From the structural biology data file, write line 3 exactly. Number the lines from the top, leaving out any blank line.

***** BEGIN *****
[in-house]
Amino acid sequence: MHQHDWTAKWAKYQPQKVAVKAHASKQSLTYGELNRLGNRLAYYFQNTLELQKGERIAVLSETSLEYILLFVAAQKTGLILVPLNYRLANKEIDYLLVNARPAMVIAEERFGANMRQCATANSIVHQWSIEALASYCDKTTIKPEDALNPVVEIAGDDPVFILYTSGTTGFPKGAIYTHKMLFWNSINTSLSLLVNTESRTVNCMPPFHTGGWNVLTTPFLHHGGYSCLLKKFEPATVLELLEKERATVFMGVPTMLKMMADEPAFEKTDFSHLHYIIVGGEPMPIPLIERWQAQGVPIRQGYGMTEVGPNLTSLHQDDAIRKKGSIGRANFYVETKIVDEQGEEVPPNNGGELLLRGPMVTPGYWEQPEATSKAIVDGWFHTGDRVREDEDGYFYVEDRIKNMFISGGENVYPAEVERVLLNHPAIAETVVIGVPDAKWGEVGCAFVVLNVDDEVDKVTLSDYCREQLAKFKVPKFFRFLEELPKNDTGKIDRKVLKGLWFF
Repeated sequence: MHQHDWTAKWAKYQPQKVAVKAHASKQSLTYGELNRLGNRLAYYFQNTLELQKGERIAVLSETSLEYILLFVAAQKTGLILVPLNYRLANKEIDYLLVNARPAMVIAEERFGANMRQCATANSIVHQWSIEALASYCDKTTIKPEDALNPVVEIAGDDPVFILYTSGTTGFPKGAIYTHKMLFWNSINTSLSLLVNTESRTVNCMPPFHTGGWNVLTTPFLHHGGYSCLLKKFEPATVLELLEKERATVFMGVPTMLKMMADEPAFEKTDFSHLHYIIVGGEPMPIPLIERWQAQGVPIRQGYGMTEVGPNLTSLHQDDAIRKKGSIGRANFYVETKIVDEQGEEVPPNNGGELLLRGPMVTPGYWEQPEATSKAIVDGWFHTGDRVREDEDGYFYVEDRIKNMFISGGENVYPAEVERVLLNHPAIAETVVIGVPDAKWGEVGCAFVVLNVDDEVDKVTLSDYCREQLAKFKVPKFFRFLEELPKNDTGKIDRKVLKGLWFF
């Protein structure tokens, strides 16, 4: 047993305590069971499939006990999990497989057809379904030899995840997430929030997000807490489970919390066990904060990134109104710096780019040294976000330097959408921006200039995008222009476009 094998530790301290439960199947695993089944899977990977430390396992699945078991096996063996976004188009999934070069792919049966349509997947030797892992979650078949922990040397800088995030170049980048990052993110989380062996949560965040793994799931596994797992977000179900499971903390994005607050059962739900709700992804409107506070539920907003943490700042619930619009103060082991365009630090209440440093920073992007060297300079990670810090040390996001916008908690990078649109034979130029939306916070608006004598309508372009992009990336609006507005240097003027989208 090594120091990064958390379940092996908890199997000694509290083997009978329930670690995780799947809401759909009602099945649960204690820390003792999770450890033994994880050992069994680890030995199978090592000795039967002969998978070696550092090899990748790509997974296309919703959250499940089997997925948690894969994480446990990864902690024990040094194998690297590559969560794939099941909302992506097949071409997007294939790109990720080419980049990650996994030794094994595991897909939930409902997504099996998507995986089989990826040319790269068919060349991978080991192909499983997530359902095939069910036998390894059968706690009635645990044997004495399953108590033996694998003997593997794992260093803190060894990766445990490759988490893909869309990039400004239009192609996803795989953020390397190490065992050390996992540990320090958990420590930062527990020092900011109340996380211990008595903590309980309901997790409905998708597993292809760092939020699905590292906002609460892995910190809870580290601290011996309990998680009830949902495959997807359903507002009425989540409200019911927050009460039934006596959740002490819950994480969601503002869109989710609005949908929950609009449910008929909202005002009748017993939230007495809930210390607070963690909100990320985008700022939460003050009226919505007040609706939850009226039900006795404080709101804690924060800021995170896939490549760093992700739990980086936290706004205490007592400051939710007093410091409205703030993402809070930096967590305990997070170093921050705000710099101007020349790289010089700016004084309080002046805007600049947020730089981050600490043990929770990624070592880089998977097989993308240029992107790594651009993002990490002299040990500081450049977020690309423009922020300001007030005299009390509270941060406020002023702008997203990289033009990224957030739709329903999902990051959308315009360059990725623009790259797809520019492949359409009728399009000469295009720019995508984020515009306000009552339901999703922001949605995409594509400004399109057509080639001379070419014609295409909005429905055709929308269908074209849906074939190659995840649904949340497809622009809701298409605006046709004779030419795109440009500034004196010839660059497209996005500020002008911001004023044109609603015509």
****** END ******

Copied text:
Repeated sequence: MHQHDWTAKWAKYQPQKVAVKAHASKQSLTYGELNRLGNRLAYYFQNTLELQKGERIAVLSETSLEYILLFVAAQKTGLILVPLNYRLANKEIDYLLVNARPAMVIAEERFGANMRQCATANSIVHQWSIEALASYCDKTTIKPEDALNPVVEIAGDDPVFILYTSGTTGFPKGAIYTHKMLFWNSINTSLSLLVNTESRTVNCMPPFHTGGWNVLTTPFLHHGGYSCLLKKFEPATVLELLEKERATVFMGVPTMLKMMADEPAFEKTDFSHLHYIIVGGEPMPIPLIERWQAQGVPIRQGYGMTEVGPNLTSLHQDDAIRKKGSIGRANFYVETKIVDEQGEEVPPNNGGELLLRGPMVTPGYWEQPEATSKAIVDGWFHTGDRVREDEDGYFYVEDRIKNMFISGGENVYPAEVERVLLNHPAIAETVVIGVPDAKWGEVGCAFVVLNVDDEVDKVTLSDYCREQLAKFKVPKFFRFLEELPKNDTGKIDRKVLKGLWFF